The pursuit of the artist is a valiant one. The arduous task of taking the road less traveled, the obstacle-laden path towards creating something of transcendent beauty that the world has never seen or felt is a noble endeavor. The process an artist goes through, of constantly trying to reinvent himself, to evolve to innovate and refrain from becoming creatively placid is one that can be respected by the world over.
That’s not to say it’s always a success.
Every journey has its pitfalls, every race its losers. The vast majority sputter to a halt. Others are led astray only to find dead ends. Some fall just short of the finish line.
Torbjorn Brundtland and Svein Berge, the Norwegian duo that make up Röyksopp, are artists. When their debut Melody A.M. splashed onto the scene in 2004 there was no denying that they had the passion to take on this pursuit. Their perfectionist style of production, tight beats, and well-crafted melodies immediately sent them hovering above the vast majority of the electronica world.
The kind of exposure and acclaim they netted from their debut release most likely put an understandable (no pun intended) amount of pressure on the Scandinavian group to achieve greater heights with their recently released sophomore album The Understanding. Both Brundtland and Berge have made it clear, most recently in a PopMatters interview, that this kind of pressure doesn’t affect or deter them from making the music they want to and their undaunted attitude and execution of their craft is admirable. Still, not all reinventions are effective and Röyksopp’s The Understanding is evidence of that.
The most notable difference in Röyksopp’s second album is their venture into songwriting. Melody A.M contained several applaudable aspects, but creative lyrics was not one of them. The Understanding is no different, aside from the fact that it actually does contain an abundance of lyrics.
While tracks like “49 Percent”, “Only This Moment”, and “Beautiful Day Without You” don’t display the infantile lyrics so often found in electronica (XXXX anyone?), they do display inexperience. The simple rhyme schemes and lyrical structure that litter The Understanding are reminiscent of an established poet’s initial work, work they will later despise and denounce the existence of.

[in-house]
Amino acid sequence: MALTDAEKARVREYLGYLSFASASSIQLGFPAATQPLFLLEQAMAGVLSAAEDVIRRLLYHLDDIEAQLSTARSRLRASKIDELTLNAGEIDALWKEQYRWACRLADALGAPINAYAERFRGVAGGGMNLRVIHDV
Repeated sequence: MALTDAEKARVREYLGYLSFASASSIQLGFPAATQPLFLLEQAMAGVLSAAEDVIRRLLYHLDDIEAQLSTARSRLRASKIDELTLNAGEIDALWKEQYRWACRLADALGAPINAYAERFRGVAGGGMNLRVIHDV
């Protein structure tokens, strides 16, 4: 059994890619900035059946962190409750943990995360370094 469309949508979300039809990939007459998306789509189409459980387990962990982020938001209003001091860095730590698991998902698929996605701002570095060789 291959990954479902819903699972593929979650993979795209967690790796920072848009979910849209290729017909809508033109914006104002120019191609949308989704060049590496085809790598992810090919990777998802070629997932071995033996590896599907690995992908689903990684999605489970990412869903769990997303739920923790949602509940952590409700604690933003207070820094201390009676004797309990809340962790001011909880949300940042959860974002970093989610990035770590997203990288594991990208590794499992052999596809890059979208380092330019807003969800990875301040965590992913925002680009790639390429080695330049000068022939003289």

This lyrical experiment casts a shadow over an otherwise excellent album. Röyksopp are still among the elite as far as electronic production goes. Their percussion is sharp, and biting as ever and the accompanying melodies exude vibrant emotional imagery that travels from solace to sorrow to exuberant joy over the course of the album.
“Triumph” opens the album as an aptly-titled operatic overture that bites from Beethoven, reengineering the melody of the composer’s famous “Moonlight Sonata”. A simple, somber piano melody is quickly disrupted by crashing simples, strings, and colorful synthesizers that build to a fever-pitch in what is an exemplary opening track.
“Sombre Detune” also stands out on the album. Heavily compressed drums support a dark melody, complimented by airy psychedelic synths. The bass drum pulses over a constant, static-laden snare creating a partnership that ensures “Sombre Detune”‘s place on DJ set lists worldwide.
To be fair though, most of the album could unabashedly make its way onto dance floors without any caveat. Even though on the array of emotion on The Understanding is more expansive than on their debut, its hard not to move to the consistent and driving rhythms of the record.
Karin Dreijer, who provides vocals on “What Else is There”, offers the most dynamic lyrical presentation on the album. Her unique voice is really given a chance to stand out on the track, a quality that is seldom seen throughout the rest of the album’s lyrical endeavors. It’s all too often that electronic instrumentalists over-exaggerate the accompaniment around their vocalists. When they are given the chance to really take the spotlight, as Dreijer is here, it can be a beautiful and much more fulfilling listening experience. Her clearly Scandinavian voice is accompanied by a driving beat sprinkled with acoustic guitar and flowing strings.
The Understanding definitely shows the growth of a young group and the innovation that Röyksopp have been experimenting with since their 2004 debut, but they haven’t yet reached the height of their potential. Not every swing is a hit, and while Röyksopp may have taken a side-step in terms of their development they certainly haven’t struck out.
// Notes from the Road
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